I would like to share the story in pictures and words of the first styling of my old Taxus Yamadori! It was ready for it’s first styling at least 2 years ago….but because of my poor state of mind during that time, I did not dare it somehow!? I just could not make up my mind those day’s and my natural ability to see a Bonsai in even a piece of straight wood seemed to be completely gone! So the tree grew and grew and without really realising it, it got better and better! Mind you, this was never an easy tree to design! There was so much going on in this ancient tree and so many thing and possibility are to consider and the longer I waited, the harder it seemed to get to find the tree among all those branches, foliage and amazing but difficult deadwood?! But about a month ago my shutters were finally opened and more of the old me came back…and one of the first things I did was creating a workspace in the open air and pick up this Taxus and without any plans, I started to work like I use to do in the old days! And this is the story of that amazing afternoon in my garden and the birth of a future Bonsai! Hope you enjoy it as much as I did?!
Here are some old pictures from 31-3-2012 when the Taxus was repotted into its present pot. It had grown an amazing amount healthy fine roots and I had no problems repotting it!
Here it is already planted in its new home. I used a mixture with Akadama, Kiryu and Bims. This is what I use with success for all my Taxus and other evergreens! When I was sure that all possible air pockets were filled with soil, I watered until the water that came out from the holes in the pot was clear!
Here it is in its new home just before watering it. Just look at that amazing and unique deadwood that was created when the poor tree was almost cut in half by a large boulder that still covered most of the tree when I found it all those years ago! That covered section amazingly stayed alive for many decades, before it finally died back to leave all this natural deadwood! No matter what, I wanted this artwork from mother nature somehow in my future design…but it would not be easy! In this picture, the branches on the left were not bigger than my pinky and one of them was brought into place to the right to later form the trunk and top out of! And one branch on the bottom left was bend behind the trunk too, in years, end up as a branch just above the long jin on the right side! My plane then was to somehow create a windswept tree! In the following pictures from a few weeks ago, you will see just how fast a healthy yew can grow!!!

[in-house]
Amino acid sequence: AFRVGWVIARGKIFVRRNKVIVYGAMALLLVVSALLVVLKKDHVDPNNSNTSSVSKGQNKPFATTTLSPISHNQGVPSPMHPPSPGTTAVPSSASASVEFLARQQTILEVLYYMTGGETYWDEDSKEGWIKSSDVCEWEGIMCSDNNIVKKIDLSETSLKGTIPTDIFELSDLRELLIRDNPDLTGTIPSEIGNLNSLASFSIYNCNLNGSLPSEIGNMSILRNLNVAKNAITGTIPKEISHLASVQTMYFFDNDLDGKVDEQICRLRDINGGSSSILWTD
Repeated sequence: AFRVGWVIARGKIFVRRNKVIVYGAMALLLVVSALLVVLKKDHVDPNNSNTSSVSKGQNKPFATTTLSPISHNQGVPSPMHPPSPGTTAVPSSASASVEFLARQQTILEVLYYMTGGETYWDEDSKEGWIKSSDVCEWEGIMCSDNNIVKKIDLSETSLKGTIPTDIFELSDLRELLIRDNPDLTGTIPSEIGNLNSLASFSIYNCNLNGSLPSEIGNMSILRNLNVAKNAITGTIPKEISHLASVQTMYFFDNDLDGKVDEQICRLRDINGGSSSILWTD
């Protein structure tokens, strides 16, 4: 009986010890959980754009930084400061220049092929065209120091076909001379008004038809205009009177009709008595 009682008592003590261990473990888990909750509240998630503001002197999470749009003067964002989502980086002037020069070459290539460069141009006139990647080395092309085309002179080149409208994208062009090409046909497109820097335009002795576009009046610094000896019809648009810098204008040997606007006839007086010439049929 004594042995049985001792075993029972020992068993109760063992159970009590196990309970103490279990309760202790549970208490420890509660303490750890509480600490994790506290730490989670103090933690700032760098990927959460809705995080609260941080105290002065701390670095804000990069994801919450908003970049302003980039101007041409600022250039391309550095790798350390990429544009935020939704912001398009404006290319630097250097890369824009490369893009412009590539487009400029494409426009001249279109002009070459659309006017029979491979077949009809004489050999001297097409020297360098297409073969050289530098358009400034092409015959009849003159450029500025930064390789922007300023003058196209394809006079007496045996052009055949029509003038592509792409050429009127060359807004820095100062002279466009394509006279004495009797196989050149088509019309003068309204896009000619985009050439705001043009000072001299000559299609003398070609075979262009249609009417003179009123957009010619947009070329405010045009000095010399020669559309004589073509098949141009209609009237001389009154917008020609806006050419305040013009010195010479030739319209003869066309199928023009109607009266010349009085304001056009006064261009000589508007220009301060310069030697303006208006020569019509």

The present front side of the tree. How amazing is that?! It has grown into a bush! Some of those branches were almost a meter long and the former pinky thick trunk/top branch is now almost as thick as my wrist! That new trunk needed over the past years a lot of force and heavy copper wire to be bought and held into it’s desired position!
The right side of the tree with a view over the long jin. Just how amazing are all that beautiful deadwood and all those healthy branches to choose from! I can’t wait to go in there to find out!!!
Backside view of the tree. The red arrow points at the back branch that I had let grow from the (here right) front side to end up as a branch over that long jin (here on the left of the red arrow)! That branch had grown at least 50 cm in the last 4 years!
Close up from behind the tree of that same long branch (red arrow). The right red arrow points at were this branch originates from at the front left side! By now I already had my doubts about this branch?! It those not looks naturally and it those not fulfils the purpose I had in mind when I came up with that idea! By now I realise that it would always look man-made and strange…so!!!
Front view. Red arrow: this is the point on the left front side were that same branch grows from, you can just see it disappearing behind the trunk. It just those not look right…right?! The small branches that grow toward us from just below that red arrow look just fine to create the first hanging branch out off!
Red arrow: here that branch is already cut off, leaving a stump to allow die/dry back so that those promising small branches won’t die! Better safe than sorry!
Front side view. Red arrow points at the point were the cut off branch used to be, just above that long Jin. Now there is a more natural open space and a clear view of that unique long Jin!
Red arrow: these branches that grow on the left middle side of the trunk just above the branch that I just cut off, are too straight and grow directly upwards and therefore impossible to bend in a believable way! And they were not needed, there were other branches to fill that gap! So off with their heads!!!
Backside view: The branch I am holding is a useful left or front branch. The left red arrow point at a stump left from the middle right side branch that was already cut off because the right side branch where the right side red arrow is pointing at was better placed on the trunk to fulfil that same purpose! The middle red arrow points at a Jin that is in the way of just that branch and feels very weak …so!!!